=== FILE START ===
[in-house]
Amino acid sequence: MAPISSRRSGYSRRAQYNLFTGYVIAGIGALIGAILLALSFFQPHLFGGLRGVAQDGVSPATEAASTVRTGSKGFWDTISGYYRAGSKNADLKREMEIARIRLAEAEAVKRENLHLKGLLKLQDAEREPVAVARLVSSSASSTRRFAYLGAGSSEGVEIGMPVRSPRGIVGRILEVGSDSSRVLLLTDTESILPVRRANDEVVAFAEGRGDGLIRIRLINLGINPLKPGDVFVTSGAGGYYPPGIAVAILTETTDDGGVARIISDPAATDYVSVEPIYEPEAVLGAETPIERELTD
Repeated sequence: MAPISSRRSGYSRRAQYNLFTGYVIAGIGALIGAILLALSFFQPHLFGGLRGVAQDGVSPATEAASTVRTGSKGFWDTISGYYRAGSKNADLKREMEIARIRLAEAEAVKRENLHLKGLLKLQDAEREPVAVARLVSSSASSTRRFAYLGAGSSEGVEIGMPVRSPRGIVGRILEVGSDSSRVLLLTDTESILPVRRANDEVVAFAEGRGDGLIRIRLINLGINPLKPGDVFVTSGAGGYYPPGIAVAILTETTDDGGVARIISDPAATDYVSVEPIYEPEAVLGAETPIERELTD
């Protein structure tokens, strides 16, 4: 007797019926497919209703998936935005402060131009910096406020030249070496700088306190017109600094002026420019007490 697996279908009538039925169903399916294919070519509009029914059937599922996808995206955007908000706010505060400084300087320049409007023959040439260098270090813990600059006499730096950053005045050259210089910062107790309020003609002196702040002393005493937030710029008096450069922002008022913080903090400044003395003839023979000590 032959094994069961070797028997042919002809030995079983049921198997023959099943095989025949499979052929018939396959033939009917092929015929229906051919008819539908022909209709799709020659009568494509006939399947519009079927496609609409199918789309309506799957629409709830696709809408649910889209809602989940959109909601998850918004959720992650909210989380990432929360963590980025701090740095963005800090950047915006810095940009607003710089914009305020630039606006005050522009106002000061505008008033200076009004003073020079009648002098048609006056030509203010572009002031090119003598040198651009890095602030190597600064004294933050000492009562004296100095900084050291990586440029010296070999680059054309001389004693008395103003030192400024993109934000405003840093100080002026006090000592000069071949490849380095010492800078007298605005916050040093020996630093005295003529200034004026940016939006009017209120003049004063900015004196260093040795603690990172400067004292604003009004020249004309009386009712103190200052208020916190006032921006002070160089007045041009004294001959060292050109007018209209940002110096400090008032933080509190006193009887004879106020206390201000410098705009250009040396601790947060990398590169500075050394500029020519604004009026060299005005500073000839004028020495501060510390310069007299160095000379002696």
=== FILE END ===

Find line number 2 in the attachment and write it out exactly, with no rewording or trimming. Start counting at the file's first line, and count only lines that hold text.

Amino acid sequence: MAPISSRRSGYSRRAQYNLFTGYVIAGIGALIGAILLALSFFQPHLFGGLRGVAQDGVSPATEAASTVRTGSKGFWDTISGYYRAGSKNADLKREMEIARIRLAEAEAVKRENLHLKGLLKLQDAEREPVAVARLVSSSASSTRRFAYLGAGSSEGVEIGMPVRSPRGIVGRILEVGSDSSRVLLLTDTESILPVRRANDEVVAFAEGRGDGLIRIRLINLGINPLKPGDVFVTSGAGGYYPPGIAVAILTETTDDGGVARIISDPAATDYVSVEPIYEPEAVLGAETPIERELTD